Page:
Typical royalties today, I think, are 7.5% of sales, or about half what they were in the 1980’s. On subsequent books, I have received royalties each year in the middle or even upper five figures, but now I have to count on both sides of the decimal point.

I haven’t received any royalty money from my book yet; I think I will in February. I also don’t know what the sales figures are. I’ll be happy to make the information public when I do get the royalty money and sales figures. But Matt is right, I didn’t write the book for the money; academic books just don’t sell that well. I wrote the book because I thought many of the criticisms of intelligent design were unfair, and that the best way to further the cause of reason was to give state the case for intelligent design the best way one can, and then to give the best criticisms one can of intelligent design. To give unfair or misguided or emotionally driven or culturally biased criticisms of intelligent design is really just helping out the intelligent design proponents, by making it look to the neutral observer like their critics are intellectually unsophisticated people.

(9) Frank J writes:

I’d bet that Monton agrees with the 4.5 BY that mainstream science and most DI Fellows claim, and accepts common descent.

Yes, that’s right.

(10) John Kwok writes:

Am not sure Matt Young realizes how much of an apologist Monton has been for the Dishonesty Institute, but anyone reading Monton’s CV would realize how much he’s been one, and especially one quite dedicated to the DI’s conception of Intelligent Design even before the Kitzmiller vs. Dover trial.

For those who are interested, here’s his CV:[…]ton%20cv.pdf

I encourage people to look at my CV, because I really don’t know what Kwok is talking about here; I have not been an apologist for the Discovery Institute, as far as I can tell. Also, in Chapter 1 of my book, I take issue with the Discovery Institute’s conception of intelligent design.

(11) Brenda writes:

I believe Monton was driven to his position by his companions’ obnoxious attitude towards Creationism. Not with the arguments themselves, but the attitude. When Monton tried to give a Creationist the benefit of the doubt /here and there/, he was verbally attacked, as if he were “one of them”. He just wanted to distance himself from that s#!t, and look where he wound up. Everyone here at PandasThumb, keep up the good work and you’ll see scores of Bradley Montons.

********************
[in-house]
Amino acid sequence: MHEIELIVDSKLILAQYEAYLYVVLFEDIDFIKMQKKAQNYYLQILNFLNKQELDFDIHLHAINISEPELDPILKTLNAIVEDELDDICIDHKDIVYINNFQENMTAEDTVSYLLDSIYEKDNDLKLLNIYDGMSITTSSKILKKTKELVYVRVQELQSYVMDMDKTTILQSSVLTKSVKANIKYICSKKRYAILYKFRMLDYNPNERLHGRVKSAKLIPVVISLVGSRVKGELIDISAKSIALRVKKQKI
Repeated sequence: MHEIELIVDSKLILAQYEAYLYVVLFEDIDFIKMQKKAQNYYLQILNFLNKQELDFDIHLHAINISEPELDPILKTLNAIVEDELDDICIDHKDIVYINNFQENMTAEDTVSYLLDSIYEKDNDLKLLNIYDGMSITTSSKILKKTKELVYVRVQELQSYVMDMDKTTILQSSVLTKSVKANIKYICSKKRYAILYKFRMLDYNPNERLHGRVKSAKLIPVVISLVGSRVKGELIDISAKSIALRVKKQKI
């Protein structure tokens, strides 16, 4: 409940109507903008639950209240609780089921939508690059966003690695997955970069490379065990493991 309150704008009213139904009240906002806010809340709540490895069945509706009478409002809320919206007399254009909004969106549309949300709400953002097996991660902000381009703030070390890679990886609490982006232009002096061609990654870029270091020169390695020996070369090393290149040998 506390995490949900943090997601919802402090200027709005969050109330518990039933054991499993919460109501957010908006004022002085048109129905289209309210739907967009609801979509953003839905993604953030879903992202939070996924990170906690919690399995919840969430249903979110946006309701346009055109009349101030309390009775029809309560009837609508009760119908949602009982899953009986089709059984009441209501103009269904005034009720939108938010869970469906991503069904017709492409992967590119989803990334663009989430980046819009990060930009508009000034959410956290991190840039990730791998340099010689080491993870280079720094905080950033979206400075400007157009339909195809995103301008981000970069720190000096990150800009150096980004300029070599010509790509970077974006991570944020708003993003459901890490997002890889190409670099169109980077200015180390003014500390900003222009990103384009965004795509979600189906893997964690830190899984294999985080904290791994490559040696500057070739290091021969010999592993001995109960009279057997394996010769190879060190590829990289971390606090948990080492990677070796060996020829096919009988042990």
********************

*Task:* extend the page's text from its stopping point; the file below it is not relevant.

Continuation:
In part Brenda is right, but it’s not just the obnoxious attitude toward intelligent design that bothered me; it was the bad arguments. The second half of Chapter 2 of my book, where I criticize Pennock’s take on intelligent design, gives evidence of what motivated me to write the book. But Brenda is absolutely right that I’m being unfairly attacked as if I am one of the creationists, when in fact I’m not.

(12) Brenda also writes:

Mike Elzinga charges: “Your loyalties are misplaced. And you should learn some real science so that you can tell the difference between what is real and what is fake.”

Your jumping to conclusions about me (and in both cases they’re wrong) is irritating. It’s that kind of thing that irritated, and pushed away, Monton, too.

I will agree that the jumping to conclusions by the various commenters in this thread is irritating. It’s an example of really bad reasoning, and it’s concerning that people who think of themselves as scientifically-minded people are engaging in such bad reasoning.

(13) phantomreader42 writes, addressing Brenda:

The reason you’re ineffectual is that you don’t have the slightest fucking idea what the hell you’re talking about, and you can’t be bothered to live up to your own bullshit standards for five seconds.

That provides an answer to this request by Wheels, regarding my blog:

Would be nice of you to turn on comments.